The Student News Site of Macalester College

The Mac Weekly

The Student News Site of Macalester College

The Mac Weekly

The Student News Site of Macalester College

The Mac Weekly

Ortman ’86 could challenge Franken: Mac grad may secure GOP nomination in August

Macalester’s legacy could reach the U.S. Senate this November. Minnesota State Senator Julianne Ortman ’86 is taking on Washington, bringing her Macalester values to the national level.

These values may surprise Macalester students. Ortman is a Republican: a critic of government spending, an opponent of Obamacare and an advocate for individual privacy rights.

If Ortman is successful in the August primary she will run against Senator Al Franken (DFL) in November. The primary will be tough to win; her strongest opponent is Mike McFadden, an investment banker with little political experience but large financial backing.

Ortman believes her 12 years of legislative experience make her the most viable candidate.

“We need stronger advocacy for Minnesota’s best interest in Washington,” Ortman said. “Being a State Senator helped me understand what Minnesota’s best interest is, and I don’t see that being currently represented in Washington.”

MacGOP member Jeff Garcia ’14 hopes that Macalester students consider Ortman if she runs against Franken in November.

“I know that Al Franken is very popular here, whether it’s his status as a [former] comedian or his progressive politics,” Garcia said. “People should take a serious look at what Al Franken has supported and think about supporting Ortman.”

Joe Schultz ’06—an active Republican activist who currently sits on an exploratory committee for the candidate who will run against U.S. Rep. Betty McCollum (DFL)—completely supports Ortman’s Senate bid but doubts that she will survive the primary.

“She is the strongest of the candidates running. Her positions and her voting record are very strong,” Schultz said. “But she has a hopeless campaign at this point.”

According to Schultz, reasons for that are monetary. Using his business connections, McFadden’s campaign has raised almost $1.5 million, more than six times what Ortman has.

“He’s been in business for a long time. He’s on the D.C. Rolodex,” Schultz said. “The money difference is so strong now that I don’t see anyone else competing.”

Garcia believes that Ortman has the best chance to beat Franken, so he hopes she can pull through the primary.

“She would have a big uphill battle against Franken, but I think she’ll do better than McFadden, who has a lot of money but not a lot of interesting policy,” Garcia said.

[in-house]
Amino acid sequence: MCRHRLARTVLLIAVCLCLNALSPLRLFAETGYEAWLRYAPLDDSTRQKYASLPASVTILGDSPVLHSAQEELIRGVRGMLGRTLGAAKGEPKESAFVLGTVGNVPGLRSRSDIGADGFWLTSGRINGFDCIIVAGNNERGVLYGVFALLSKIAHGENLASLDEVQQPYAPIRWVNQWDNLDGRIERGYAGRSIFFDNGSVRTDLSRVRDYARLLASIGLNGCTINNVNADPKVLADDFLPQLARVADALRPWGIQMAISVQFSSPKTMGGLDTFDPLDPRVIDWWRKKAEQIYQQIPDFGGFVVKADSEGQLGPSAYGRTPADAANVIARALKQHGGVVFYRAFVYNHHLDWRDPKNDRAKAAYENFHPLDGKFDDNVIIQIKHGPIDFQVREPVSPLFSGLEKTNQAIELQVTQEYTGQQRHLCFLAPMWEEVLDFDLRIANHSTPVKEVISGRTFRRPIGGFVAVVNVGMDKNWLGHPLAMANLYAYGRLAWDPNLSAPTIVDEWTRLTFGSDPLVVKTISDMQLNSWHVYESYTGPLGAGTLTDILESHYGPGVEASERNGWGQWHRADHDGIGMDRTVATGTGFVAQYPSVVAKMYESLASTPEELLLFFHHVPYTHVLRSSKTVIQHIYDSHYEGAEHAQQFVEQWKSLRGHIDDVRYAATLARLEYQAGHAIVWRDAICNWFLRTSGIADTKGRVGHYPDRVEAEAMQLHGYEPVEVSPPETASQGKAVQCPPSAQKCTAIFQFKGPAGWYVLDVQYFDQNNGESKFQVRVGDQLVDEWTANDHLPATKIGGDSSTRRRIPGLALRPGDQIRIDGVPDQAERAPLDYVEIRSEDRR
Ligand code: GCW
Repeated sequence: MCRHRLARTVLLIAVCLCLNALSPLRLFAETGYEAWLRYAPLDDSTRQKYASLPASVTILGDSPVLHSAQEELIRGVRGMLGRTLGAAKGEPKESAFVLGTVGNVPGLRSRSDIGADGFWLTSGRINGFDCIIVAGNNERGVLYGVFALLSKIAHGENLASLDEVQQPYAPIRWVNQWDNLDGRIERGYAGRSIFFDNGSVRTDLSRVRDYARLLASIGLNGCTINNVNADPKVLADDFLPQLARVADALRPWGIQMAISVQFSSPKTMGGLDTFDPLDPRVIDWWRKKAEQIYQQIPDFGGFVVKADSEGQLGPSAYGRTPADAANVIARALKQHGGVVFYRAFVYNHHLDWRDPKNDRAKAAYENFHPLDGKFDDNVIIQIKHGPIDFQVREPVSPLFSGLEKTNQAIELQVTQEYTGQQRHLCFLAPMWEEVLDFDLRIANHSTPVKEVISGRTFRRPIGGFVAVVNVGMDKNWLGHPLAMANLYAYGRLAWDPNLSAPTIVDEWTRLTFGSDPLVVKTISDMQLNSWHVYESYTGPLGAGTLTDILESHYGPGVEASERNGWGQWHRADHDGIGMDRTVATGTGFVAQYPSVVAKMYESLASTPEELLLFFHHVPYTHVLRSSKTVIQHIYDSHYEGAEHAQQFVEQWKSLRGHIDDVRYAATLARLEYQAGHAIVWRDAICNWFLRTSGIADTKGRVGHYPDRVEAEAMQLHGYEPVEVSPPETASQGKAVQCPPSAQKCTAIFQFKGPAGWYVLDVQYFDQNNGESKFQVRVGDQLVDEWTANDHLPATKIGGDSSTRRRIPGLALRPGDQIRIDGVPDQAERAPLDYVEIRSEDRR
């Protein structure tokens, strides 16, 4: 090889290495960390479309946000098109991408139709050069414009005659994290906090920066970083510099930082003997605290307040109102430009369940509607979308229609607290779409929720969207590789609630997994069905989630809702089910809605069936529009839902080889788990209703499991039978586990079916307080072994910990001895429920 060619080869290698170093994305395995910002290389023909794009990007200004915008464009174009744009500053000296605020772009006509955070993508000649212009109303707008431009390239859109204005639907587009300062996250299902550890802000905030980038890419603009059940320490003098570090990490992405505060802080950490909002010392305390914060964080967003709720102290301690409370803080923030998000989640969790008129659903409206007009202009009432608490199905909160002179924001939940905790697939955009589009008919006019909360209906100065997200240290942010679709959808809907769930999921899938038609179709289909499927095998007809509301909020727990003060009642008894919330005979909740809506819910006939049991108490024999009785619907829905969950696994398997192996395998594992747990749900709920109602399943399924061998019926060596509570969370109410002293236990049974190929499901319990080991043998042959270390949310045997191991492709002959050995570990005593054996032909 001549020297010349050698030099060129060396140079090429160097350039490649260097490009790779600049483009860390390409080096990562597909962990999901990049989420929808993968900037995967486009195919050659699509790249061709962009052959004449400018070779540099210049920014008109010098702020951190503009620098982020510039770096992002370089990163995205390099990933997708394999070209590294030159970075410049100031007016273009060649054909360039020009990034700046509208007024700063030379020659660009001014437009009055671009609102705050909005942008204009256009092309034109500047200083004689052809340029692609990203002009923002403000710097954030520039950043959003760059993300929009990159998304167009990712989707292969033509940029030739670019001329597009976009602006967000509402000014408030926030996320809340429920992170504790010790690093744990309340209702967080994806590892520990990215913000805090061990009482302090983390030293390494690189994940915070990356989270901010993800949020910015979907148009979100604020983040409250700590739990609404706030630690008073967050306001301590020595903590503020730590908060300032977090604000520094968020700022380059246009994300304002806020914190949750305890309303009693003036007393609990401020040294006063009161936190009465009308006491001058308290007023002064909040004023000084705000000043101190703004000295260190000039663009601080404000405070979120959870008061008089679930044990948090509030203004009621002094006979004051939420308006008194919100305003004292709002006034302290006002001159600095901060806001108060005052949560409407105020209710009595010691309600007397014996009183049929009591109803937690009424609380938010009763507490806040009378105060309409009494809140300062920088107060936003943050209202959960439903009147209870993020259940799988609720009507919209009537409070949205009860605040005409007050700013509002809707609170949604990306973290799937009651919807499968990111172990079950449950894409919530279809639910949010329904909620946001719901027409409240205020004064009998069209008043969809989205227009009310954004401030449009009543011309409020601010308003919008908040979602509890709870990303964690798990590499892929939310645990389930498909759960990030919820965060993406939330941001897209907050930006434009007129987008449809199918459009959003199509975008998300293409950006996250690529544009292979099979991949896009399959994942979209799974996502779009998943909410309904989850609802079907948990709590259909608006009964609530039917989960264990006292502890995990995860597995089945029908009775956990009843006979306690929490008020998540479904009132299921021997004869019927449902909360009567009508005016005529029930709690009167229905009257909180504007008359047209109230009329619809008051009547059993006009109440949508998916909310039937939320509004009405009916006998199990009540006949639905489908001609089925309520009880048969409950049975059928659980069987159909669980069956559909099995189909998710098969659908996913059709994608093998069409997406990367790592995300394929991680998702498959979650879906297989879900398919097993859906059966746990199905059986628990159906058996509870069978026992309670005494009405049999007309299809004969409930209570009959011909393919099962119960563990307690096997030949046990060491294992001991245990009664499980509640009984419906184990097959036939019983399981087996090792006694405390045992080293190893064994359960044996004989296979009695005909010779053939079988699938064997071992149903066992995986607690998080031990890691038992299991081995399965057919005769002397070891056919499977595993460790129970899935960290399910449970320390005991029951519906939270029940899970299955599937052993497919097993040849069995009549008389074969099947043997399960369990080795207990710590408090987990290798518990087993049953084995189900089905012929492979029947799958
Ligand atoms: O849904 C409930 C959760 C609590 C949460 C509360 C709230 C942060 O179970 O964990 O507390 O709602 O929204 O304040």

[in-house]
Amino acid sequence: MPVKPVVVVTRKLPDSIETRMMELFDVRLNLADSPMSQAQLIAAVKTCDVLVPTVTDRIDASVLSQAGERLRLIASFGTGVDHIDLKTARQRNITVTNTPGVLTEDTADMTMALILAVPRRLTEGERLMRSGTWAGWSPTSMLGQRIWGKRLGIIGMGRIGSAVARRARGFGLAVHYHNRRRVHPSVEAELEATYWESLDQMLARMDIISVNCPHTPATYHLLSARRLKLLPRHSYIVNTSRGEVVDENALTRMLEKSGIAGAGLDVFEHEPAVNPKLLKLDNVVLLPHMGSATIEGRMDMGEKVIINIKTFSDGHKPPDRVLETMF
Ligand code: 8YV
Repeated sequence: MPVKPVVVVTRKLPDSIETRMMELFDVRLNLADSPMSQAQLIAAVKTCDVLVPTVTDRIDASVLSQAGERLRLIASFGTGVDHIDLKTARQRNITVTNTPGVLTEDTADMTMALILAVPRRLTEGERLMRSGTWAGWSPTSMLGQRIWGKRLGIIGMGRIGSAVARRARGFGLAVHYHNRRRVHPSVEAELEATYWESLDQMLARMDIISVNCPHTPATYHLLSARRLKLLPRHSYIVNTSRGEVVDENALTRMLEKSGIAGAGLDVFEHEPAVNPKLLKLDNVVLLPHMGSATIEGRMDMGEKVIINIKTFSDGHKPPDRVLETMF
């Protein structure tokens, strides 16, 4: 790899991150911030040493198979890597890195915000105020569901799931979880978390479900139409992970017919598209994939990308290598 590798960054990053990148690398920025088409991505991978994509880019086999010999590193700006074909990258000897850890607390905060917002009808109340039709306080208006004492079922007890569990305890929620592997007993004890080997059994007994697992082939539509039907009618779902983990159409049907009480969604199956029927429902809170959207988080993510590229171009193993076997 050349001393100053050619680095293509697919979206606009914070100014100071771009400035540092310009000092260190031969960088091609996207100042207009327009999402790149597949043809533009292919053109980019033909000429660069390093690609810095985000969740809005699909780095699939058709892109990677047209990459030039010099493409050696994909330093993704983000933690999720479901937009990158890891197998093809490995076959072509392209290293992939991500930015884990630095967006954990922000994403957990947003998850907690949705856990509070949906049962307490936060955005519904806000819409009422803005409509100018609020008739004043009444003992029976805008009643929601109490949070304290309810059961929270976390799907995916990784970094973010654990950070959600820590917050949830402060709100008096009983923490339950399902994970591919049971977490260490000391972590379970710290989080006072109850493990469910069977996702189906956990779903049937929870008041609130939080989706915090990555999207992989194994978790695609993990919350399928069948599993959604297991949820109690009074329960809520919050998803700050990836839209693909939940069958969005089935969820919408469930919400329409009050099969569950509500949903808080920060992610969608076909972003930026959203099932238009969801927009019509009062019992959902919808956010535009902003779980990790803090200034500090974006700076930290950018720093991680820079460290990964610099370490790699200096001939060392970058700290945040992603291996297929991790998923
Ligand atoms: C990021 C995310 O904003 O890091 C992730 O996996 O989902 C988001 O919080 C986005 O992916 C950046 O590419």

Ortman is very critical of Franken’s job performance thus far, and she questions his commitment to Minnesotans.

“[Franken is] more aligned with an agenda in Washington than he is to Minnesota,” Ortman said.

Ortman said that Franken’s position on NSA surveillance proves this. Franken is the chairman of the Senate’s privacy subcommittee, but Ortman said that he has done nothing to restore personal privacy.

“He hasn’t voted for [Minnesota’s] best interests,” Ortman said. “The privacy issue is a great example of citizen interests being very different than those in Washington.”

Ortman hopes to facilitate a conversation about surveillance when she gets to Congress, focusing on citizen perspectives on the issue.

“I don’t believe that what [the NSA] is doing is constitutional,” Ortman said. “We should be having a conversation about what is legal and rational.”

Ortman excels at facilitating conversation, which she attributes this to her Macalester education.

“It starts with a core of respect for other’s views, which is one of Macalester’s strengths,” Ortman said. “[Macalester] is liberal in that way.”

Schultz sees Macalester’s influence in Ortman’s ability to debate on the Senate floor.

“She’s a very good debater—there’s a reason [for that],” said Schultz. “She had a lot of practice. She’s good at talking to a lot of different people.”

Garcia agrees, but notes that being a Republican at Mac can be frustrating. He suspects that Macalester is more open to conservatives than it was when Ortman attended, but Macalester students are still rarely receptive to his opinions.

“[It’s like people say,] it’s okay that you’re a Republican and we can hang out, but don’t tell me about your political beliefs,” Garcia said.

According to Schultz, this hyper-liberal political culture is causing Macalester to be ignored by half of Minnesota’s political candidates, and he expects this senatorial race to be no different.

“I don’t expect Macalester students to support Ortman,” Schultz said. “Macalester has positioned itself so far on the left that they’re basically ignored by Republicans.”

However, Ortman is optimistic about Macalester. She hopes that students will ensure that their congressional representatives are representing their interests—not Washington’s.

“I’d like to think that Mac students and alumni should step in and make sure the government works for us again,” said Ortman. “Folks in your age group have more at stake than anyone else. You will have to live with the results of this election.”

Even if they advocate for Franken, Schultz has no doubt that Macalester students will be active participants in the election.

“When I was at Mac a quarter of the school…was engaged in the Democratic Party. You don’t see that [level of participation] anywhere else,” Schultz said.

Ortman argues that this environment of political adversity made her a great senate candidate.

“Macalester led to an important art of listening which leads to finding common ground and building conversation,” Ortman said. “I think that’s a skill that’s much needed in government.”

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